Painting is not for the eyes alone: it presents us with choices we can make only by saying something. (Many modern works pressure us immediately to decide whether they are to be called ''painting'' at all.) Edgar Degas' portrait of the Duke and Duchess of Morbilli shows us how a picture's appearance may change according to the story we tell about what it depicts.
The standard interpretation of this work assumes that it is a study in character contrast. The Duchess, who happens to have been Degas' sister, Therese , is usually seen as reticent and anxious, almost cowering at her husband's elbow. While the Duke's hands hang relaxedly, hers are upraised, touching her cheek and leaning on his shoulder, as if to signal her fearfulness and dependence on his strength. The Duke's figure occupies much of the picture space and literally casts a shadow on his wife's face. His prominence in the portrait, his settled pose and undemonstrative expression, are taken to signify his dominance of the marriage.
Suppose we reconsider the picture keeping in mind Degas' interest in photography. What if his intentions were not to portray gestures and attitudes as generalizations about the character and relationship of the Duke and Duchess, but simply to represent a specific moment of their posing, as the camera would? Paul Valery, who knew him, wrote of Degas that ''he dared try to combine the snapshot with the endless labor of the studio.''
Thinking of the portrait as a picture in the photographic sense can change the meaning of the sitters' expressions. The Duchess' expression now appears to be that of someone who has just understood something inwardly, but has not yet spoken it, constrained perhaps by the circumstances. We forget too easily that this picture describes a moment in which the artist scrutinized his sister and her husband. If we think of the Duchess' gaze as directed at us, her expression seems to signify a generalization upon her nature. But if we remember that she was actually looking at her brother during the moment the painting depicts, then her face and gestures seem instead to manifest an intelligence more active than the Duke's appears to be. With one hand she touches her husband, with the other herself, and with her gaze she reaches her brother, the artist. Her look is that of someone ''putting two and two together.'' Perhaps her gesture to her husband's shoulder is protective, rather than needy. For we may be seeing the moment at which she realizes that her brother may be painting a very unsympathetic image of her husband. The Duke's mien then begins to look unguarded, rather than worldly. The contrast between his expression and hers now suggests that he may lack the imagination for Degas' gifts and for how he himself may appear to others. He looks like someone who is sure he knows what a portrait is and how he will appear to one.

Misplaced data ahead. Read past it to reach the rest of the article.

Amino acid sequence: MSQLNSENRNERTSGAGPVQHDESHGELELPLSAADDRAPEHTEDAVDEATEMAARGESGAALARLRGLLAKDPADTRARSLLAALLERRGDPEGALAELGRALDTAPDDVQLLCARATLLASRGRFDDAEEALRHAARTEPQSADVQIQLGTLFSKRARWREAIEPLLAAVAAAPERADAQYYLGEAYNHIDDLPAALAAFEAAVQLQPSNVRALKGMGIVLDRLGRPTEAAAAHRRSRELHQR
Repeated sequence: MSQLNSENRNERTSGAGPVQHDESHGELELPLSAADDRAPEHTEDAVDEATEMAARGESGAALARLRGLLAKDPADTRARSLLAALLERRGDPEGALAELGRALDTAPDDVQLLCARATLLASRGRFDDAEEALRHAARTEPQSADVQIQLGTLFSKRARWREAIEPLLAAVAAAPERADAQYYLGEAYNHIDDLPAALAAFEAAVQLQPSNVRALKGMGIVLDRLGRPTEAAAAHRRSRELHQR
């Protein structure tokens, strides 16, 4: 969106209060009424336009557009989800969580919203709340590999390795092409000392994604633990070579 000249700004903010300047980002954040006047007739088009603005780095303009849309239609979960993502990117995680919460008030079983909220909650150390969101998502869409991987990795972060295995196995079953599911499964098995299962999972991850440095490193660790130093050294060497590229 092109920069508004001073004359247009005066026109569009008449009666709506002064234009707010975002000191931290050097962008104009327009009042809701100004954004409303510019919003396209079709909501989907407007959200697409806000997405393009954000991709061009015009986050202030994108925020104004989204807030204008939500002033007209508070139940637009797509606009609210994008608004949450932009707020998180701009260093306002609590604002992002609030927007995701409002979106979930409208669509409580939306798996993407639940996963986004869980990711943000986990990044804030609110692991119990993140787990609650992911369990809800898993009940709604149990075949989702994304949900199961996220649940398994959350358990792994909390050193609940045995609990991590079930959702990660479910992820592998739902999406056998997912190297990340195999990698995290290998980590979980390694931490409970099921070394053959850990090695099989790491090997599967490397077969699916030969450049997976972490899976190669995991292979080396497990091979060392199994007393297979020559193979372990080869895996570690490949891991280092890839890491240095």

The accuracy of Degas' realism is in his ability to reproduce in images the kinds of ambiguities that color our actual observations of life and people.